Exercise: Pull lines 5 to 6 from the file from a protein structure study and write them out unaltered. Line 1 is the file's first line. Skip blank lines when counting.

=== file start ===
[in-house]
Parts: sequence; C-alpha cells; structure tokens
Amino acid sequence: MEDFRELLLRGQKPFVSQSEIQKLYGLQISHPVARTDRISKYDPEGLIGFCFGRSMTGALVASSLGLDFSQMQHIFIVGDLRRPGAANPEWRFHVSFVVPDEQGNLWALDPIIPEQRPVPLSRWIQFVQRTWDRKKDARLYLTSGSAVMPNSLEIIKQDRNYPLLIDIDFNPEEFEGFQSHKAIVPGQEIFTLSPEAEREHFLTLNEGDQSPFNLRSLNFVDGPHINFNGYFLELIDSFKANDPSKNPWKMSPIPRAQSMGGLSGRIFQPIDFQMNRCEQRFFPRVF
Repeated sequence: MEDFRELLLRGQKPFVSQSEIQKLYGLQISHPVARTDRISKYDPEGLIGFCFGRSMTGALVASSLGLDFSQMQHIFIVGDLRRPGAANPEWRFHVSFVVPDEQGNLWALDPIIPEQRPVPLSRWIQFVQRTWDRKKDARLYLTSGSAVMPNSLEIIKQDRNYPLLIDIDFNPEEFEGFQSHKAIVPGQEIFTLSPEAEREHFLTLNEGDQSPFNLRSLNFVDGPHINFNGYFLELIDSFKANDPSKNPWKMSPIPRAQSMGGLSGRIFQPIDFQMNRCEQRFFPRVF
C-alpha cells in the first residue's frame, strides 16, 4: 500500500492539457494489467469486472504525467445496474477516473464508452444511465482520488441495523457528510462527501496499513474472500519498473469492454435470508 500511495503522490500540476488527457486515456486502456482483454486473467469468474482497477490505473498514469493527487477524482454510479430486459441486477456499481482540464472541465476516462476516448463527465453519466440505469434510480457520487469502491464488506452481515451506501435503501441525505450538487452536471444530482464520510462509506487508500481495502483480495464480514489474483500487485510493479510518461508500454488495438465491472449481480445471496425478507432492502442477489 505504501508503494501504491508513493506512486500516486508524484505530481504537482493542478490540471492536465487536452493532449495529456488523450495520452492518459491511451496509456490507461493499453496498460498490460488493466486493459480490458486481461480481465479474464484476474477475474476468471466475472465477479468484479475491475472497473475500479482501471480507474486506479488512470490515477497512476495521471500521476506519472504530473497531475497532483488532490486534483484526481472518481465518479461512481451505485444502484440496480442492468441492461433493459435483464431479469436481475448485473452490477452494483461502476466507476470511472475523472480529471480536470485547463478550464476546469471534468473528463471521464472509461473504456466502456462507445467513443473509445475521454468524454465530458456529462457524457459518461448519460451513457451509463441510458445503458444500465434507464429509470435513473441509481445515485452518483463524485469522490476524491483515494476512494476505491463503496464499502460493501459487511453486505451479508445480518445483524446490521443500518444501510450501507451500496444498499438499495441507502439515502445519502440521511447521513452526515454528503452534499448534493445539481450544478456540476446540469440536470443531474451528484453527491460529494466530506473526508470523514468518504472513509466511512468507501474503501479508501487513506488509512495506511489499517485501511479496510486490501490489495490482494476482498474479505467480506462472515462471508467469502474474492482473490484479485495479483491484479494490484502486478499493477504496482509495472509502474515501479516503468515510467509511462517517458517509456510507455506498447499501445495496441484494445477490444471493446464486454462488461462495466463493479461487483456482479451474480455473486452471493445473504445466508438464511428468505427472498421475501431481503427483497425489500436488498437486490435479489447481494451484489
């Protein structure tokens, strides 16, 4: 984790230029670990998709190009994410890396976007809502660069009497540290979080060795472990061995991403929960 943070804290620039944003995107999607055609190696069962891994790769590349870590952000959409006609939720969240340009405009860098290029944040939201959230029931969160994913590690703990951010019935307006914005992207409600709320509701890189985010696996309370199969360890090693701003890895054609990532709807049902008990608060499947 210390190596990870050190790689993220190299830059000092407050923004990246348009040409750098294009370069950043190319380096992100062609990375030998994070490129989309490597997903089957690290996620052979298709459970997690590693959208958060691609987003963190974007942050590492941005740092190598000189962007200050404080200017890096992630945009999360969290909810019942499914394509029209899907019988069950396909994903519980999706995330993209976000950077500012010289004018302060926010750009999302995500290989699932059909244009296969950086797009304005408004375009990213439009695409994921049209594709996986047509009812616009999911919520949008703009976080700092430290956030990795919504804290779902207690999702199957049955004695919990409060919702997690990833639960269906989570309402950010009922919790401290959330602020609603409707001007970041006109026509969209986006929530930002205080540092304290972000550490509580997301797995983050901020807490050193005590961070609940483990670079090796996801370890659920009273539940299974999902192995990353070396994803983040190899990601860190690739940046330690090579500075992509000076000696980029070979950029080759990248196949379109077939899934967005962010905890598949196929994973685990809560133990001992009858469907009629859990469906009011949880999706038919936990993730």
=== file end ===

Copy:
C-alpha cells in the first residue's frame, strides 16, 4: 500500500492539457494489467469486472504525467445496474477516473464508452444511465482520488441495523457528510462527501496499513474472500519498473469492454435470508 500511495503522490500540476488527457486515456486502456482483454486473467469468474482497477490505473498514469493527487477524482454510479430486459441486477456499481482540464472541465476516462476516448463527465453519466440505469434510480457520487469502491464488506452481515451506501435503501441525505450538487452536471444530482464520510462509506487508500481495502483480495464480514489474483500487485510493479510518461508500454488495438465491472449481480445471496425478507432492502442477489 505504501508503494501504491508513493506512486500516486508524484505530481504537482493542478490540471492536465487536452493532449495529456488523450495520452492518459491511451496509456490507461493499453496498460498490460488493466486493459480490458486481461480481465479474464484476474477475474476468471466475472465477479468484479475491475472497473475500479482501471480507474486506479488512470490515477497512476495521471500521476506519472504530473497531475497532483488532490486534483484526481472518481465518479461512481451505485444502484440496480442492468441492461433493459435483464431479469436481475448485473452490477452494483461502476466507476470511472475523472480529471480536470485547463478550464476546469471534468473528463471521464472509461473504456466502456462507445467513443473509445475521454468524454465530458456529462457524457459518461448519460451513457451509463441510458445503458444500465434507464429509470435513473441509481445515485452518483463524485469522490476524491483515494476512494476505491463503496464499502460493501459487511453486505451479508445480518445483524446490521443500518444501510450501507451500496444498499438499495441507502439515502445519502440521511447521513452526515454528503452534499448534493445539481450544478456540476446540469440536470443531474451528484453527491460529494466530506473526508470523514468518504472513509466511512468507501474503501479508501487513506488509512495506511489499517485501511479496510486490501490489495490482494476482498474479505467480506462472515462471508467469502474474492482473490484479485495479483491484479494490484502486478499493477504496482509495472509502474515501479516503468515510467509511462517517458517509456510507455506498447499501445495496441484494445477490444471493446464486454462488461462495466463493479461487483456482479451474480455473486452471493445473504445466508438464511428468505427472498421475501431481503427483497425489500436488498437486490435479489447481494451484489
């Protein structure tokens, strides 16, 4: 984790230029670990998709190009994410890396976007809502660069009497540290979080060795472990061995991403929960 943070804290620039944003995107999607055609190696069962891994790769590349870590952000959409006609939720969240340009405009860098290029944040939201959230029931969160994913590690703990951010019935307006914005992207409600709320509701890189985010696996309370199969360890090693701003890895054609990532709807049902008990608060499947 210390190596990870050190790689993220190299830059000092407050923004990246348009040409750098294009370069950043190319380096992100062609990375030998994070490129989309490597997903089957690290996620052979298709459970997690590693959208958060691609987003963190974007942050590492941005740092190598000189962007200050404080200017890096992630945009999360969290909810019942499914394509029209899907019988069950396909994903519980999706995330993209976000950077500012010289004018302060926010750009999302995500290989699932059909244009296969950086797009304005408004375009990213439009695409994921049209594709996986047509009812616009999911919520949008703009976080700092430290956030990795919504804290779902207690999702199957049955004695919990409060919702997690990833639960269906989570309402950010009922919790401290959330602020609603409707001007970041006109026509969209986006929530930002205080540092304290972000550490509580997301797995983050901020807490050193005590961070609940483990670079090796996801370890659920009273539940299974999902192995990353070396994803983040190899990601860190690739940046330690090579500075992509000076000696980029070979950029080759990248196949379109077939899934967005962010905890598949196929994973685990809560133990001992009858469907009629859990469906009011949880999706038919936990993730």